The head, Nigel Blackburn, decided to use the handbook in the 1995 spring and summer terms to focus on those aspects of school improvement.
"We wanted to encourage self-evaluation by the staff and then move on to the pupils," Mr Blackburn says. "We already had a system for setting exam targets but this was not working well and we felt that we needed a less crude system. "
Students' views were canvassed through a questionnaire which revealed that some of them felt that staff did not have enough time to talk to them individually about their problems. Staff awareness was raised by asking them to look at individual students' progress, or lack of it. Efforts were also made to involve parents more in their sons' work.
And the school's GCSE results improved more quickly than anyone had dared hope - in 1994 only 20 per cent of Hayesbrook's fifth-years gained five or more A-C grades, but last summer that figure jumped to 30 per cent.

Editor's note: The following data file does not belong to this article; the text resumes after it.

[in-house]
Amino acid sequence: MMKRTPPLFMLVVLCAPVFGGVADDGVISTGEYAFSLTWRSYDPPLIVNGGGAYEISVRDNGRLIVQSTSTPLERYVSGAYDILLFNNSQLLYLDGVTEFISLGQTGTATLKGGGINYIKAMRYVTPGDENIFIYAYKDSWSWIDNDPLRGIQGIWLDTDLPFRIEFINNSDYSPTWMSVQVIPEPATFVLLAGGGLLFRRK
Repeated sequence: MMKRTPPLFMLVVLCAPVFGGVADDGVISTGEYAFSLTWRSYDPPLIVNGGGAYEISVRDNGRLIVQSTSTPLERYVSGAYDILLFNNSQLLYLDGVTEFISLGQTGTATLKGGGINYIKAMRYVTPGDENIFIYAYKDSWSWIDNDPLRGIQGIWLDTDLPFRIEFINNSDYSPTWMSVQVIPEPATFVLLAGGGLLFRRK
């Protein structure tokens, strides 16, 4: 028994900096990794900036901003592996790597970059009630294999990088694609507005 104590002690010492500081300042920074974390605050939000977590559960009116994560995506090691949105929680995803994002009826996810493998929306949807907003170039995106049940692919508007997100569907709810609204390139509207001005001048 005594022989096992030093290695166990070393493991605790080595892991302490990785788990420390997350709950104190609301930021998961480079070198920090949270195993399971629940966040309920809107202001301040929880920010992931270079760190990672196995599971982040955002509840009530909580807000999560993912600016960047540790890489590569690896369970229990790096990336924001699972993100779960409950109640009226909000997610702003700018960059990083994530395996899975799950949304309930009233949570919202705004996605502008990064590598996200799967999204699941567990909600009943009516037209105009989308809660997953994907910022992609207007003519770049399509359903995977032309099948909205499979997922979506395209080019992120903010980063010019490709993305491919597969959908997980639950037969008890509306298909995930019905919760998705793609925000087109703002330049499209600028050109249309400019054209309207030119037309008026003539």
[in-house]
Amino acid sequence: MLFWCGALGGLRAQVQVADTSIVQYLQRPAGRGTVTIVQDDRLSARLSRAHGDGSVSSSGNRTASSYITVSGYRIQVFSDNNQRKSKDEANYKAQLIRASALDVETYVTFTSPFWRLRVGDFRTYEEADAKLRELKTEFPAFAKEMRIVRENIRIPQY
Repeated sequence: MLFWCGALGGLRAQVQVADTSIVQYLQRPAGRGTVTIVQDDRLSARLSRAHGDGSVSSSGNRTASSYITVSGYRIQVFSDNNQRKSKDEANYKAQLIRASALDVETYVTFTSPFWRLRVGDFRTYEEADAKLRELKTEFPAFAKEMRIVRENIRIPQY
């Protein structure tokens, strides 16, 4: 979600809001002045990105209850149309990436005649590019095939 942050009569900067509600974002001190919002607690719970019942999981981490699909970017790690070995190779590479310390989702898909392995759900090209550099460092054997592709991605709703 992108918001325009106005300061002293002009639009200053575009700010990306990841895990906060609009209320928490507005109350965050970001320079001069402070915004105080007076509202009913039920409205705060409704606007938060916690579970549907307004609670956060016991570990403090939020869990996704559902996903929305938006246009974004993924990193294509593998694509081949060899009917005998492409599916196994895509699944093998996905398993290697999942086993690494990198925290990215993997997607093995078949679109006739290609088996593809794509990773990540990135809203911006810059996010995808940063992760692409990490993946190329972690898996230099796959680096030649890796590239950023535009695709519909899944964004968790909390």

Now the school's Year 11 pupils are setting their own targets as the exams approach. Parents have discussed each GCSE subject in detail with their sons and their subject tutors, and next month they will be invited to an evening tutorial to discuss how they can help with homework and exam revision.
"I have been enormously impressed by the extra energy and time staff have put into this project," Mr Blackburn says. "We now have revision clubs at lunch-time and after school. And the maths and English departments plan to run two-day intensive revision courses over the Easter holidays. The grade CD borderline pupils and their parents have been offered special help through our own Contract to Success, which suggests ways to reach that crucial C grade. "
The Castle High School in Deal, another of Kent's non-selective schools, also used the handbook pilot scheme to improve its GCSE results, but by an alternative route. The head, David Barnes, introduced a system of classroom observation as the engine for improving teaching and learning.
"Of course teachers had some concerns about Big Brother," Mr Barnes says. "But we stressed that this was a staff development exercise, though we are quite clear that this is a means of bringing about change and improvement."